Your health questions answered by our resident GP, Dr Olúṣẹ̀yẹ Àríkàwé
How can I find out what makes me feel bloated?
Your GP should be able to help you get to the bottom of this. They will take a detailed history, followed by a physical examination. Based on the findings from your history and your examination, your GP will be able to recommend further tests, which may include blood tests or scans.
There are several causes of bloating. The common causes include excess gas, food intolerance, irritable bowel syndrome and constipation. However, it can also be caused by a more serious condition.
There are simple self-help tips you can do to help with bloating. These include keeping a food diary, changing your diet, avoiding fizzy drinks, doing regular exercise, eating slowly, eating a high fibre diet and drinking plenty of water (if constipation is an issue) and chewing your food with your mouth closed.
If your symptom is persistent or you have any other associated symptoms such as weight loss, loss of appetite, feeling full quickly, nausea or vomiting, a change in your bowel movements, blood in your poo, or you can feel a lump in your tummy, then you need to make sure you see your GP straight away.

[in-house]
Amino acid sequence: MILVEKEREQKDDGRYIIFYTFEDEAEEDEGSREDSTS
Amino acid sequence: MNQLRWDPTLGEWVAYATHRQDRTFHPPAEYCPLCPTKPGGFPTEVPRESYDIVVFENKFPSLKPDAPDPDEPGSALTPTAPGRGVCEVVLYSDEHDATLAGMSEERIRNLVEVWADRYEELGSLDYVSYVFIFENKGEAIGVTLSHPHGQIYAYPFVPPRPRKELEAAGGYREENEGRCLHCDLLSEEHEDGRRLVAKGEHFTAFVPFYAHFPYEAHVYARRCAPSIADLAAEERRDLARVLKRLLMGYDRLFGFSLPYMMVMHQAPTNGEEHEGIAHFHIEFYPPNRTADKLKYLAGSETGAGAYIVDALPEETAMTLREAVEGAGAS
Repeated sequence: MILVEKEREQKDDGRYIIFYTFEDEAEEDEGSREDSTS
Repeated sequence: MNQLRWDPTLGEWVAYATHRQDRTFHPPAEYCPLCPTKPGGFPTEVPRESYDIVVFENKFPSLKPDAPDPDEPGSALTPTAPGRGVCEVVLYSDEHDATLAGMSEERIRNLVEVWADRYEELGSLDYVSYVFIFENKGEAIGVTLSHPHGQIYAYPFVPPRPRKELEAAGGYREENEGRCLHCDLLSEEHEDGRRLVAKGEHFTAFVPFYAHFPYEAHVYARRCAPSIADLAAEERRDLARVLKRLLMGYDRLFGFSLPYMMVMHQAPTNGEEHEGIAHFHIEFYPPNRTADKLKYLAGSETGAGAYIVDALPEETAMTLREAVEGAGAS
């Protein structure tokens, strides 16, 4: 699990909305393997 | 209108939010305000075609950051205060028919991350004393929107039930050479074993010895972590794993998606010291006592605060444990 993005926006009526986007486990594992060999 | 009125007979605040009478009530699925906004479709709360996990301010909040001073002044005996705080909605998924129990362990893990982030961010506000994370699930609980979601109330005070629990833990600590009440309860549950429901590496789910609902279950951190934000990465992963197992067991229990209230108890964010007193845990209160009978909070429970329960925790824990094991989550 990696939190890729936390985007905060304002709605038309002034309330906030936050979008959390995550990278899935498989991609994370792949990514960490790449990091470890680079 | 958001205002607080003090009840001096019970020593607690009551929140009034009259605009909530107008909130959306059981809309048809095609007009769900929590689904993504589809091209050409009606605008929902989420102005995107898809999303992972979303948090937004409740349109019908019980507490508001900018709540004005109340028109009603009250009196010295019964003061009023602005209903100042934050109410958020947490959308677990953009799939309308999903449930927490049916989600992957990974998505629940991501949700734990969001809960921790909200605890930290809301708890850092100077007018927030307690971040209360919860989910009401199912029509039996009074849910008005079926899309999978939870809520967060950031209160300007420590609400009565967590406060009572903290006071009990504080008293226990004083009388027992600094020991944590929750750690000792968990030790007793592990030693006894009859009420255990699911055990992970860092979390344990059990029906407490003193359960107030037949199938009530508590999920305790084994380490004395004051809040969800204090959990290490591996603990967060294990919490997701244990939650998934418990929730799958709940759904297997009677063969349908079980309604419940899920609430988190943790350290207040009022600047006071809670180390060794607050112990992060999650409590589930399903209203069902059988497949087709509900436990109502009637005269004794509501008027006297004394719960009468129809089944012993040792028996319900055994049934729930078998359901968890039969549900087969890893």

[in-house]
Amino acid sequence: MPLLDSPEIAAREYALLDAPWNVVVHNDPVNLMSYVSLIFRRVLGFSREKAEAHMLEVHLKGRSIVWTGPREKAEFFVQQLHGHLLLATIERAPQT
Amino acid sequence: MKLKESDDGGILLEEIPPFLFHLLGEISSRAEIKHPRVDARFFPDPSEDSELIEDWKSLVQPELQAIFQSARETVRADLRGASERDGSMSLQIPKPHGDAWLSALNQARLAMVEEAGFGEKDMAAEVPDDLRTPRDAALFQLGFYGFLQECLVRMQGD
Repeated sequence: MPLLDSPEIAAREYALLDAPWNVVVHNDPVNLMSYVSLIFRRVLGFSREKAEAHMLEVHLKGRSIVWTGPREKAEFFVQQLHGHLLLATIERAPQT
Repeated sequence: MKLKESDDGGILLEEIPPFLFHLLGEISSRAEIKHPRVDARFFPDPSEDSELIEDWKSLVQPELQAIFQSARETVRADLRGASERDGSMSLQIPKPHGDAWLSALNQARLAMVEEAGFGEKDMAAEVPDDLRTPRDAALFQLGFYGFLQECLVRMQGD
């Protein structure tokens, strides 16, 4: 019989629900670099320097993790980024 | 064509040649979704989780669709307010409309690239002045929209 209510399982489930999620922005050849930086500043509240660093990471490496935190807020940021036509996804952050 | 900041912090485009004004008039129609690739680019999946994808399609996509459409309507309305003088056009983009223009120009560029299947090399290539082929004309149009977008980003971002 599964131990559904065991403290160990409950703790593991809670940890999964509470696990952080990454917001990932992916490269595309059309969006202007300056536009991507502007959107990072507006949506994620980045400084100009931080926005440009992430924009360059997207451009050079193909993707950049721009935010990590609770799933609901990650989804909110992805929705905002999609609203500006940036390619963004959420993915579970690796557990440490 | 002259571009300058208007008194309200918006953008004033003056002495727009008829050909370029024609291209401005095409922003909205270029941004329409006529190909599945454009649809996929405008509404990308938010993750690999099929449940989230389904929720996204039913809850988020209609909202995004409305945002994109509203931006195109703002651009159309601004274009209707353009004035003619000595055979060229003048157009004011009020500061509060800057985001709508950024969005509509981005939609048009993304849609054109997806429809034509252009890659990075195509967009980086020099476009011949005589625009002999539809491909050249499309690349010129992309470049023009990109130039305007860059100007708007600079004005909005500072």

I’m 53 years old and haven’t had a period for two years. I don’t get any symptoms of menopause, but in the last two years, I have suffered a lot of dryness down below, and I find it very painful to pass urine. Sex is also excruciating despite using different lubricants and gels. What else can I do?
The symptoms you have described are due to menopause. The decrease in oestrogen production during menopause makes the vaginal tissues less elastic, thinner and drier. The lack of oestrogen can also affect the bladder. The combination of oestrogen loss in the bladder and the vagina is called genitourinary syndrome of menopause. It is very common, affecting 50 per cent of postmenopausal women. It can be easily and effectively treated by vaginal oestrogens, moisturisers and lubricants.
There are different preparations of vaginal oestrogens, such as vaginal rings, tablets or cream. They usually work locally, and can be used long- term. For some women with severe symptoms that are not controlled with vaginal oestrogens, systemic oestrogens can be added. These come in pill, skin patch, ring, gel, cream or spray form.
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Dr Olúṣẹ̀yẹ Àríkàwé MBChB MRCGP DFFP DRCOG is a GP with special interest in women’s health. She helps women connect biological facts to the truth of God’s word, and blogs at wordforher.com
You can buy her book, How to Make Menopause a Positive Experience from: amazon.co.uk
Follow on @awordforher